Although mortality within a commercial flock can be financially significant a more pressing industrial concern is the ability of IBDV to cause immunosuppression. Despite vaccination programmes in place to protect commercial chickens, IBD remains a persistent and economically important condition where it infects both broilers and layers. A better understanding into the life cycle of IBDV has the great potential to inform the development of improved vaccines. In this current article the novel observation that IBDV causes global changes in genomic methylation of infected tissue is presented and the implications this finding has for preventing viral release and elevating immunosuppression is discussed.
Avian B-cells produce antibodies against viral pathogens that help in the neutralisation of these infectious agents; in response viruses that infect birds often target immune cells to avoid elimination. In the context of poultry production, a flock of commercial fowl with a robust antibody repertoire and immune responses will have no or fewer incidences of infection and, as a consequence, a greater efficiency and profitability. One particular pathogen of veterinary and economic significance is infectious bursal disease virus (IBDV).
An essential aspect of the IBDV life cycle is host cell death that mediates the release of viable viral particles that ultimately infect other birds. As IBDV targets developing B-cells, elimination of a significant pool of antibody producing cells within infected chickens dictates that survivors of a flock are often immunosuppressed. These birds are susceptible to future pathogen infections and respond poorly to vaccination regimes to protect flocks from other viral infections of economic importance including infectious bronchitis, Marek’s disease and Newcastle disease viruses as well as bacterial conditions such as chronic respiratory disease.
Inactivated vaccines currently in commercial use against IBD are associated with certain disadvantages including neutralisation by maternal-derived antibodies. This has led to the use of more virulent live vaccines which have the inherent shortcoming of causing bursal damage. Given these known drawbacks there is a need for alternative vaccine strategies, one important step in designing novel or improved therapeutics against IBDV is a better understanding of cellular events that control the replication or infectivity of this virus including mechanisms that cause B-cell lyses in infected tissue. The bursa of Fabricius (BF), a gut associated lymphoid tissue, is both the primary site for B-cell development and the principle target of IBDV.
This article will focus on cellular events within the BF with particular reference to global changes in genomic methylation.
The mechanisms by which viruses modulate the immune system include changes in host genomic methylation. Cytosines within the genome not only constitute part of the genetic code, but are also amenable to chemical modification making them a central conveyer of additional information. Methylation of the fifth position of cytosine (5-methylcytosine, 5mC) is an evolutionarily conserved modification, which helps to maintain genome stability and acts as a suppressive mark for gene expression. It is becoming apparent that genomic DNA demethylation is more prevalent and dynamic than was previously appreciated. A mechanistic understanding of active DNA demethylation indicates the involvement of cytosine hydroxymethylation (5hmC). The Tet (Ten-11 translocation) proteins can convert 5mC to 5hmC making these enzymes pivotal players in events leading to complete cytosine demethylation. The finding that many tissues accumulate substantial 5hmC levels allows for the intriguing possibility that this cytosine modification is not only a transient intermediate leading to complete DNA demethylation but may also be an autonomous entity that carries its own unique properties and consequences. Recent reports suggest that 5hmC may impinge on cellular events including hallmarks of development and the pathogenesis of disease. In light of these findings, and given the predilection of IBDV for the BF, the series of studies by Ciccone and colleagues (1) presented herein investigated possible changes in 5hmC and 5mC patterns during the ontogeny of chicken B-cells within the developing BF and tested the hypothesis that IBDV infection disrupts genomic methylation patterns within this primary lymphoid organ.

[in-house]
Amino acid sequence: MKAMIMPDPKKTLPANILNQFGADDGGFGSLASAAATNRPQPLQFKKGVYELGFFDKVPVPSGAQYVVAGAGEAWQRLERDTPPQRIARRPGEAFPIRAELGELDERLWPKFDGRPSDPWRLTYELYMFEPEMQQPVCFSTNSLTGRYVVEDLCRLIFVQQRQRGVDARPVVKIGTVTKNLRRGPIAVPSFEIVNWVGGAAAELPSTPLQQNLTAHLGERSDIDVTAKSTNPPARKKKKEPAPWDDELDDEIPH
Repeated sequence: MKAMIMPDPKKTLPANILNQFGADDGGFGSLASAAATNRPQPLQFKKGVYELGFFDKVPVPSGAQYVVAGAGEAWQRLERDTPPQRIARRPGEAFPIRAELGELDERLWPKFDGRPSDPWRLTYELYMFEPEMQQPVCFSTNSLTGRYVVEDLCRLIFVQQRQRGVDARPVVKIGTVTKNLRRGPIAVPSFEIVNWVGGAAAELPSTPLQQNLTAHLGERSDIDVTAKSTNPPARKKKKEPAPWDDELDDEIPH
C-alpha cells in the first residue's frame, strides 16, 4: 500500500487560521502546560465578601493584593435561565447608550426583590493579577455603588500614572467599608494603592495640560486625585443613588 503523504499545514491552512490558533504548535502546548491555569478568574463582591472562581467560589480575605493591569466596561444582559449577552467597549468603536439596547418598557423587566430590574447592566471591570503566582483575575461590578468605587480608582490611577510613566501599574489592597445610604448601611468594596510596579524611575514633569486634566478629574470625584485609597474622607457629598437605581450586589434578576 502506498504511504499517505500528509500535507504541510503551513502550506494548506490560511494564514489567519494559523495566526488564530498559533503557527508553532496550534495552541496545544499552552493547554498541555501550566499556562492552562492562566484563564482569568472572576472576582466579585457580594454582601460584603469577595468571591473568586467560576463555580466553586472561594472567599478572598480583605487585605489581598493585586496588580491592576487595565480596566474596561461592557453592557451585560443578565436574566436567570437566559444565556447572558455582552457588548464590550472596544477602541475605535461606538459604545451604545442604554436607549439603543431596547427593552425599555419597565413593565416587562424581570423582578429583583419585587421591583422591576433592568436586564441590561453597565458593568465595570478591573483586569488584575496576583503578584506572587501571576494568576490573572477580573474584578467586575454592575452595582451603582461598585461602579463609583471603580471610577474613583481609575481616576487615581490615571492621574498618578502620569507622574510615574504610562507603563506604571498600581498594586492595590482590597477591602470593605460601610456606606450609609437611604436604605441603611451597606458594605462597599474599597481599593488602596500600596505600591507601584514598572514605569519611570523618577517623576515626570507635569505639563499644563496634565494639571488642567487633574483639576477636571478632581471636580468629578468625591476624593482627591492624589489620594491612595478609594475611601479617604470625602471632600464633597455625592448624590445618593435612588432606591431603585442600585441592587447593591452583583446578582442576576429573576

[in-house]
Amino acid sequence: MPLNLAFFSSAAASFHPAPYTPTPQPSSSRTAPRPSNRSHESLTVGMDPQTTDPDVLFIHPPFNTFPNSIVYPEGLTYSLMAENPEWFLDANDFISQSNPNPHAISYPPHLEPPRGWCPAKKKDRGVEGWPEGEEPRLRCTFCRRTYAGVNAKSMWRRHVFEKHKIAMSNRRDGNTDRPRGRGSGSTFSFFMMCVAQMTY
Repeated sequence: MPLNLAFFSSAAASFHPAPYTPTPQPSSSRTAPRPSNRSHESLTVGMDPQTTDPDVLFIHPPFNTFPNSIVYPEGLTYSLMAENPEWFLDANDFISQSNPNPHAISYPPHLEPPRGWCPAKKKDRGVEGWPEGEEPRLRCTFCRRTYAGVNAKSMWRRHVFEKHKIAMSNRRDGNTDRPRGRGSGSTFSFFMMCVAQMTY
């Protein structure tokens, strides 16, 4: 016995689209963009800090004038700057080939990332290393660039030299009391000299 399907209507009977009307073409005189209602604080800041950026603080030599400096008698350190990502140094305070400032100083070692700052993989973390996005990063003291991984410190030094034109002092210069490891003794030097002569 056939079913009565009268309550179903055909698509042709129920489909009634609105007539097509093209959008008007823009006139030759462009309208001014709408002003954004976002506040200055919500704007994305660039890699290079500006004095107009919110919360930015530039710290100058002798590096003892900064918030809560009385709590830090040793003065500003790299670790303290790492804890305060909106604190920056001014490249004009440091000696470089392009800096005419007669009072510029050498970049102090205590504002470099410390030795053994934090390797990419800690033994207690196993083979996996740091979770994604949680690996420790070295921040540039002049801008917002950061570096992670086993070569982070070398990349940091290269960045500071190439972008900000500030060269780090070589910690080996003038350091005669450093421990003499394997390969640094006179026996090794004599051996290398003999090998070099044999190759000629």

Materials and methods
Animals and IBDV infection. Specific pathogen free (SPF), inbred line 0 or 15L chickens and either fertilized Rhode Island Red eggs containing viable embryos or neonatal chicks were obtained from the poultry production unit at The Pirbright Institute. For IBDV studies, an infectious dose of virulent UK661 IBDV strain or phosphate buffered saline (PBS) alone was administered per nares in a fifty microliter volume to six-week old chickens. Birds were culled 48 hours post infection (hpi).
Immunofluorescence and bioimaging. Bursal tissues were sectioned using a cryostat (Leica CM1900) and fixed in 4% paraformaldehyde. Sections were then permeabilised in 1% Triton X100 and incubated at 37°C in HCl. To detect specific genomic cytosine modifications, antibodies raised against 5hmC (Active Motif) and 5mC (Diagenode) were used. An antibody (Southern Biotech) directed against the Bu-1 molecule was used to detect chicken B-cells. Secondary fluorescent antibodies, Alexa 568 goat anti-rabbit (Life Technologies) Alexa 488 goat anti-mouse (Life Technologies) were used to visualise primary antibody binding and images were captured using a Leica TCS SP5 confocal microscope (Leica Microsystems).
Quantitative reverse transcriptase real-time PCR (qRT-PCR). 500ng of total BF RNA was reverse transcribed using superscript III (Life Technologies). One microliter of cDNA was mixed with platinum SYBR green reagent (Life Technologies) and used in a qRT-PCR assay, performed on an ABI 7900 96-well real-time thermocycler, to quantify relative amounts of cytosine modifying enzymes AID, Tet 1 and Tet 2. GAPDH was used as a reference gene and the ΔΔCt method of quantification was performed to obtain relative fold change to uninfected six-week old BF.